Why is this old, basic and simple principle so difficult to grasp: a lawyer does not adopt his or her client’s views by virtue of representing them or advocating for them in court or the public square! The lawyer’s views are presumed to be irrelevant to the position he or she takes for a client. As the ABA’s Model Rules of Professional Conduct state (and legal ethics has held for centuries),

“A lawyer’s representation of a client, including representation by appointment, does not constitute an endorsement of the client’s political, economic, social or moral views or activities.” Continue reading

Comment of the Day: “The Ethicists, Backing Judge Walker and Gay Marriage, At An Unacceptable Price”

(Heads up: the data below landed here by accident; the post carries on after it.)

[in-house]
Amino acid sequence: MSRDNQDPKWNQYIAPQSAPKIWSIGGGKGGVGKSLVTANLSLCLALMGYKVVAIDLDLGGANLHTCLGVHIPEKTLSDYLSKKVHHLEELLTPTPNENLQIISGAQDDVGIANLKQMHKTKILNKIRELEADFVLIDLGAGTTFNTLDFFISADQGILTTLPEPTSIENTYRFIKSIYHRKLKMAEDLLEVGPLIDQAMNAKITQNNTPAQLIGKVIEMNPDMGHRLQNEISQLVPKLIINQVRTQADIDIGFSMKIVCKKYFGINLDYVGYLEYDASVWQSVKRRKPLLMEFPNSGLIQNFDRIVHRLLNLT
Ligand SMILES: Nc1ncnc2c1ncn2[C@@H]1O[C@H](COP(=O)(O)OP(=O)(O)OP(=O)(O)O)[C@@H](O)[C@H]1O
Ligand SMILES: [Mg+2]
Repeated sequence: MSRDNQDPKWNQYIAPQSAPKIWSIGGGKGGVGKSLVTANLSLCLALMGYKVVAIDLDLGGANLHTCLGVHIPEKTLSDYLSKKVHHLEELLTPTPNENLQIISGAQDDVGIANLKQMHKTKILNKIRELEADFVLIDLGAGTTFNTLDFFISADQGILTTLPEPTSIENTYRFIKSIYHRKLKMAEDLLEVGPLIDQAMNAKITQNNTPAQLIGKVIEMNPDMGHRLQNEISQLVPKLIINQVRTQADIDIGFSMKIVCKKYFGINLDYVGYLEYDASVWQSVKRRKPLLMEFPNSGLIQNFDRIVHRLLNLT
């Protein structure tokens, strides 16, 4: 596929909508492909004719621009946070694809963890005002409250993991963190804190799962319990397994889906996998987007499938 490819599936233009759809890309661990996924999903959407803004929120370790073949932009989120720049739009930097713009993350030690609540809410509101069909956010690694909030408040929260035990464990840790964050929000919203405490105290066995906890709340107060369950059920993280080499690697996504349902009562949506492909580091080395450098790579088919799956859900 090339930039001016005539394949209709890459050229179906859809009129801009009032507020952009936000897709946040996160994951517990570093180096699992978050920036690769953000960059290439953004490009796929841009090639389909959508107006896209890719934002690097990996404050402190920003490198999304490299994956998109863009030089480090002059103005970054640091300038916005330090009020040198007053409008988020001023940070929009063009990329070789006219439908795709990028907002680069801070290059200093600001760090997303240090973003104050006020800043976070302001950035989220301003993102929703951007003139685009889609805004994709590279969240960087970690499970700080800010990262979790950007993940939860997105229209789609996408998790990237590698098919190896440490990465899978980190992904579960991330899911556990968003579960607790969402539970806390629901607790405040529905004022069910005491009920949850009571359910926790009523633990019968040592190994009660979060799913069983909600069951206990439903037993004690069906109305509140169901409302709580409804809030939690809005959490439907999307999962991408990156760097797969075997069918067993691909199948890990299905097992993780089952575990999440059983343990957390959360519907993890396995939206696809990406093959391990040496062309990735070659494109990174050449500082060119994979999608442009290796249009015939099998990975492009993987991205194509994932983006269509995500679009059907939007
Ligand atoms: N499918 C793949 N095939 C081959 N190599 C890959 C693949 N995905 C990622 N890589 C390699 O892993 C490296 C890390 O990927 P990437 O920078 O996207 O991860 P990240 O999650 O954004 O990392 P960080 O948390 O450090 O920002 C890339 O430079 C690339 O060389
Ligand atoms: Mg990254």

The motion to vacate Judge Walker’s ruling on Proposition 8 has been filed, you can read it here. Since the original post, I have detected some cracks in the formerly near-united front of legal ethicists and journalists deriding Walker’s critics. Some of them are finally, grudgingly, admitting that the Judge might not have handled his potential conflict so well after all, and that the motion is not a frivolous, anti-gay outrage as they originally labelled it.  The most rickety of the rationalizations put forth on Walker’s behalf, advanced by some his most respected defenders, is that he had no obligation to reveal his own sexual orientation by disclosing his domestic arrangement because of its intimate and private nature. Yet the judge voluntarily disclosed it after his decision was in the books, raising a rebuttable presumption that his original silence was to avoid suggestions of conflict, not out of a desire for privacy.